Edwards Claims Second Home Win At Gateway It took three days for Carl Edwards to get to Gateway International Raceway from his home in Columbia, Mo. – on a bicycle.
Once at the track, however, Edwards picked up his pace considerably for Saturday night’s Missouri-Illinois Dodge Dealers 250 NASCAR Nationwide Series race. In the final 55-lap green-flag run, Edwards’ No. 60 Ford streaked away from the No. 20 Toyota of Joey Logano, taking the checkered flag 6.877 seconds ahead of the 18-year-old Joe Gibbs Racing phenom.
“That was unbelievable,” said Edwards, who picked up his second win of the season and the 15th of his career to the delight of a strong contingent of supporters in the grandstands. “It’s unreal. There won’t be a guy tomorrow who has a better day than me. Thank you everybody up in the grandstands. Thanks a lot.”
“The 20 car has been great this year. Racing with them has been a challenge, but a fun one.”
The No. 20 Camry has nine victories this season with four drivers behind the wheel. Logano accounted for one of the wins, at Kentucky.
Jason Keller was third Saturday, posting his best finish since running second at Chicagoland in 2004. Jason Leffler was fourth, followed by Brad Keselowski, who recovered from a late-race accident to finish fifth. Rookie Landon Cassill ran sixth, a career best in the series.
Edwards was third for a restart on Lap 146 of the 200-lap race, chasing Leffler and seventh-place finisher James Buescher, both of whom had taken two tires under a caution caused by a wreck involving Keselowski and David Reutimann, who entered the race second and third, respectively, in the series standings.
With four new tires, however, Edwards soon ran down the two cars, passing Leffler for the lead on Lap 152. From that point he pulled away.
A pileup moments after a restart on Lap 116 wiped out a handful of strong cars and stopped the race for nearly 25 minutes. Scott Wimmer’s No. 29 Chevrolet spun into the Turn 2 wall after a tap from Cassill. The chain-reaction crash that followed also eliminated the cars of defending race winner Reed Sorenson, Mike Bliss and Steve Wallace.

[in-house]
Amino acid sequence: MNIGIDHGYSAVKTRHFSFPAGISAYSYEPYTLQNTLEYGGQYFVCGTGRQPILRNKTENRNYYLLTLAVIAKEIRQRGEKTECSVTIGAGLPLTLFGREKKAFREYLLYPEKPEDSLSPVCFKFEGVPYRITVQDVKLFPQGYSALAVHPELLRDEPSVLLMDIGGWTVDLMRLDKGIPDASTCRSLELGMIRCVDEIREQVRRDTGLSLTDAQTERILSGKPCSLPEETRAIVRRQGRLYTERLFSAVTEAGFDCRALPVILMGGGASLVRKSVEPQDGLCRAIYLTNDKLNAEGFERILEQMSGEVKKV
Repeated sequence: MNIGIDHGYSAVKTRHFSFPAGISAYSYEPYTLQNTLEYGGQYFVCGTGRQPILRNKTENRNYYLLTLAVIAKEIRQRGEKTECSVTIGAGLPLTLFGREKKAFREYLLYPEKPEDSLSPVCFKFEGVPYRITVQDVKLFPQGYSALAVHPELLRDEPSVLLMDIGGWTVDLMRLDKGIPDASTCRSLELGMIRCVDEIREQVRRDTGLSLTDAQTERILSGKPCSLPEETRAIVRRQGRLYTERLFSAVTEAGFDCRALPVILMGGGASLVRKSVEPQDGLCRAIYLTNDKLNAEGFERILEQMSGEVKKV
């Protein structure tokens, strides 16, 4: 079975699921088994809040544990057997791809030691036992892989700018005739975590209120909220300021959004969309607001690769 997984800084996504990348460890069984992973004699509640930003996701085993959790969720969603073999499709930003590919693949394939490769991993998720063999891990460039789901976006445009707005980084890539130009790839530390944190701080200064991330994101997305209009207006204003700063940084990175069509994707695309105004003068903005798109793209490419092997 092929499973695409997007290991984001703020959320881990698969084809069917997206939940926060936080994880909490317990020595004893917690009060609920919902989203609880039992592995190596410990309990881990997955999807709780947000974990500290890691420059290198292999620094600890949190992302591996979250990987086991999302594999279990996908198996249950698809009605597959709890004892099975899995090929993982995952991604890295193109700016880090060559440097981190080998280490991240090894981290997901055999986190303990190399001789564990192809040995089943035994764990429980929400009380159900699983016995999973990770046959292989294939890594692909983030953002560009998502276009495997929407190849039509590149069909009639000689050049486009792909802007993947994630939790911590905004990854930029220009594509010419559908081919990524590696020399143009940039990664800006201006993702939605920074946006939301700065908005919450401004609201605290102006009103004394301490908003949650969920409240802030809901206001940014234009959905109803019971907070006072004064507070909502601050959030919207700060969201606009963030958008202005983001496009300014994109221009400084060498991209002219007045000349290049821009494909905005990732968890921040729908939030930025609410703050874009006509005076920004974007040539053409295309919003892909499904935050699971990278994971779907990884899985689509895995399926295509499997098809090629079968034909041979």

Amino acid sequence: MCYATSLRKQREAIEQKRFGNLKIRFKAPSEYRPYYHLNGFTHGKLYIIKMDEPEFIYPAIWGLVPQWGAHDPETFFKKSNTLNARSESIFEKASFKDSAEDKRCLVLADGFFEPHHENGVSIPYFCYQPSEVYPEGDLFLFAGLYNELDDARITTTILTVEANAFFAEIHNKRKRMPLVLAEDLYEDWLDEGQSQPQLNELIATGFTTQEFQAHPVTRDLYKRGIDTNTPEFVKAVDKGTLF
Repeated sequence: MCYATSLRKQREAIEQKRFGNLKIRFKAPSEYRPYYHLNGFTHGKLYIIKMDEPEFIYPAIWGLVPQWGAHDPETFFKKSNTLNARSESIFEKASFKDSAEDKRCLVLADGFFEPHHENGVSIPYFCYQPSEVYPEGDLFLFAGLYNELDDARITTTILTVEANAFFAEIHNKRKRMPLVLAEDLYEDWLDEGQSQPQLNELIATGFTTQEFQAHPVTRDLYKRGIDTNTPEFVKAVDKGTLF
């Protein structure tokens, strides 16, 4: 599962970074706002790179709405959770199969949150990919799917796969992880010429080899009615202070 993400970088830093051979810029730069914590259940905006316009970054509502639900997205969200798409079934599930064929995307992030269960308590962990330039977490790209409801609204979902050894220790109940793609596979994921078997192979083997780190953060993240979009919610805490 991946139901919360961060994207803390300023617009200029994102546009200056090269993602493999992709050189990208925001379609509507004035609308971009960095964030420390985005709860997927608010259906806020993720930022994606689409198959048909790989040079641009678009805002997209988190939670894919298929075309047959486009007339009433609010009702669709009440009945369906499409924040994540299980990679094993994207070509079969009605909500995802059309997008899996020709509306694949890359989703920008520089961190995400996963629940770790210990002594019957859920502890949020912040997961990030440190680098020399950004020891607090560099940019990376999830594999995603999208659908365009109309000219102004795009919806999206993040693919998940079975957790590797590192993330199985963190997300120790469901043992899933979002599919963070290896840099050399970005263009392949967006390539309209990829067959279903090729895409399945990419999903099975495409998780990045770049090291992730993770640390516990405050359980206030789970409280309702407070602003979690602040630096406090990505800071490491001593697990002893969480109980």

“I think I saw the 5 (Cassill) get into somebody,” Bliss said after climbing from his car. “I was just hoping to get through it, but I didn’t.”
Cassill, whose Chevy survived the wreck with minimal damage, said side-by-side racing between Wimmer and Sorenson might have been responsible for the accident.
“I think the 29 (Wimmer) got a little loose with the 40 (Sorenson) outside of him,” Cassill said. “I didn’t mean to hit him.”
Notes: A partial power failure at a neighboring substation in East St. Louis, Ill., caused a brown-out at the speedway, knocking out power to infield facilities and the caution lights surrounding the track. Stadium lights were powered by a backup generator, and the race started on time, but a subsequent partial failure of inside lighting in Turns 1 and 2 prompted NASCAR to call a competition caution on Lap 71 to make sure conditions were safe. ... Series points leader Clint Bowyer finished eighth. ... Polesitter Jamie McMurray fell out with engine trouble after completing 152 laps and finished 27th.
Copyright 1999-2018 | AutoRacing1 is an
independent internet online publication and is not affiliated with, sponsored by, or endorsed
by IndyCar, NASCAR, FIA, or any series sponsor.
This material may not be published, broadcast, or redistributed without